‘The Assembly’ was in a sense a club open to those of a certain rank. Edinburgh's first Assembly Room was situated on the West Bow, which was a winding street which led from the Grassmarket to the Lawnmarket.
Originally the street was filled with a quirky assortment of 17th century tenements, with crow-stepped gables, flight-holes for doves, towers and merchants’ shops. Regular assemblies, or dances, were held there for several decades from 1710. The first assemblies were organised for profit, but they soon came under the direction of a company of philanthropic and titled ladies, the Lady Directresses, with the proceeds going to charity – for instance towards the founding of the Royal Infirmary in 1729. It was only in 1787 with the opening of the new Assembly Rooms on George Street that a Master of Ceremonies, Captain Graham, was put in charge.
In December 1781, a design competition was advertised with a prize of 25 guineas. In February 1782, John Henderson was chosen as the architect for the new Assembly Rooms but his plans were revised three times before the foundation stone was laid in May 1783.
The addition of a Supper Room under the Ballroom was only proposed after the foundation stone was laid in May 1783. The building opened with a ball given by the Caledonian Hunt on Thursday 11 January 1787 and was described by the then Edinburgh Evening Courant as the largest [Assembly Room] in Britain, exceeding the Great Room in Bath in elegance and just proportion.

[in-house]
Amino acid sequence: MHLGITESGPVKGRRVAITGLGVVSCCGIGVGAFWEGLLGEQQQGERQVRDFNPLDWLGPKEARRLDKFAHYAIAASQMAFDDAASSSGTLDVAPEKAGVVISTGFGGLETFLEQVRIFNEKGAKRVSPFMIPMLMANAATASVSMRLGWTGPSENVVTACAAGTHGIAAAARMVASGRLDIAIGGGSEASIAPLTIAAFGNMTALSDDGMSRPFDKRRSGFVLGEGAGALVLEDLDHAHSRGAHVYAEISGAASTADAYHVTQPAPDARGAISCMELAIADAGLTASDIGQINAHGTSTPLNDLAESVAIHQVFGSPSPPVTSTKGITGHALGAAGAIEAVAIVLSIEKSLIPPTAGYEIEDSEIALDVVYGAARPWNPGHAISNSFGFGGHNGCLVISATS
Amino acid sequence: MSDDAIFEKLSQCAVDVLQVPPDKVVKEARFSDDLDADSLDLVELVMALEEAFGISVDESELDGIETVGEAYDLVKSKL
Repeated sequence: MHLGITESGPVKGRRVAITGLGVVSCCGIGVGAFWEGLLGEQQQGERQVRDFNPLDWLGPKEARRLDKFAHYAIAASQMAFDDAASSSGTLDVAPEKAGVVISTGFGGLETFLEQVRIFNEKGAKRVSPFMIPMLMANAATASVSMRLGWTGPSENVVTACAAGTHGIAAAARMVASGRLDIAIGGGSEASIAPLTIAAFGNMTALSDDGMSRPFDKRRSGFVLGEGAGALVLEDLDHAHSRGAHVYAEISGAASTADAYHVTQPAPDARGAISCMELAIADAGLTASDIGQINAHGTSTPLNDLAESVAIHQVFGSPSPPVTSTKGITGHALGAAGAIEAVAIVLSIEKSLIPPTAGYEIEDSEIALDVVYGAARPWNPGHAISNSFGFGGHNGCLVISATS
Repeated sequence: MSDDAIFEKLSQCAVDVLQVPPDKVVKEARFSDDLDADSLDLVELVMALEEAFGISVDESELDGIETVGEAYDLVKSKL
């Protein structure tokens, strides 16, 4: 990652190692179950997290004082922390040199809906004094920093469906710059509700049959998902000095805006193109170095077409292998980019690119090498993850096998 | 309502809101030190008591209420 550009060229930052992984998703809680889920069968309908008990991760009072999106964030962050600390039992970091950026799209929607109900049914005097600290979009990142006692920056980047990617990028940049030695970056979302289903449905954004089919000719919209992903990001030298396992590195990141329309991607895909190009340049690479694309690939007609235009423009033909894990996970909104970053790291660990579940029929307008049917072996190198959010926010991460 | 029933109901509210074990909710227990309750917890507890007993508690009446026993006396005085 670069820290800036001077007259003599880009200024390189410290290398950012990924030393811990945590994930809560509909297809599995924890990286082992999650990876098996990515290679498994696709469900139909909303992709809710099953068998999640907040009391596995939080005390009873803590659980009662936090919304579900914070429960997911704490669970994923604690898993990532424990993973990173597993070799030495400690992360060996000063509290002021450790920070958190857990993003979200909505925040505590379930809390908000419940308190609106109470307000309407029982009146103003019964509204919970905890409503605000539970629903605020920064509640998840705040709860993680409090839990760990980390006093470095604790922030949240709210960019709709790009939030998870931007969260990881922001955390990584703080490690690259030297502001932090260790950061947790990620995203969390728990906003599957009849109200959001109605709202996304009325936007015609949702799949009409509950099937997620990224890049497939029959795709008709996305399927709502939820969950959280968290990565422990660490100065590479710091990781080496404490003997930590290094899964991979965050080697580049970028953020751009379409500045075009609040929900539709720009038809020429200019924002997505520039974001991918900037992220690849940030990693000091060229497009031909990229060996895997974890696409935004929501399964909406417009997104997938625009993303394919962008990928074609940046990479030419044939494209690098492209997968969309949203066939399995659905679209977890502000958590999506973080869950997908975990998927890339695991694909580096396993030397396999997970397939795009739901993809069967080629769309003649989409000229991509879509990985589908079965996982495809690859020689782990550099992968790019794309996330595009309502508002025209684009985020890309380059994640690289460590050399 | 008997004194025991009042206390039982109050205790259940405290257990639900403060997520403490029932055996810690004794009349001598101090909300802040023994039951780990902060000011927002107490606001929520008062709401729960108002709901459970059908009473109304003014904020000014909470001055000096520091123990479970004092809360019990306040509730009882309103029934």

The Music Hall opened in October 1843 after provision for a hall suited to the needs of a musical performance was recommended. Dr D.B. Reid was the consultant for acoustics. The directors of the assembly felt assured that the addition of a Music Hall would ‘materially increase the prosperity of the concern’ particularly as it could be adapted for great public meetings, dinners and other public and private events. The opening performance took place on October 1843, the programme including Beethoven’s 5th Symphony and the occasion was a great success. The Music Hall was later reported by The Scotsman in 1945 as ‘once Edinburgh’s premier concert hall’. By 1843, the Assembly Rooms had become a principal performing arts venue, vital to social and artistic life in Scotland’s Capital City.
In the 1880s decoration was added to the Ballroom, in particular the chimney pieces and mirrors. In 1895 the mirrors were placed across the main stairs closing off the windows and forming the service passages behind.
In 1906, the East and West Drawing Rooms were added to either side of the Ballroom and the Supper Room was formed. This involved the relocation of the kitchen to the east side of the building.
In 1922 the Music Hall underwent extensive alterations. The organ was removed and the whole shape of the front of the stage was altered, while the gallery was rebuilt to increase its capacity.
The holding of regular assemblies died out in the early 19th century but the Assembly Rooms is still uniquely suited for major social events such as civic banquets and balls. The variety of events and activities taking place and for which the rooms are hired is extensive. A conference may last a day or a week and usually involves the whole complex of rooms.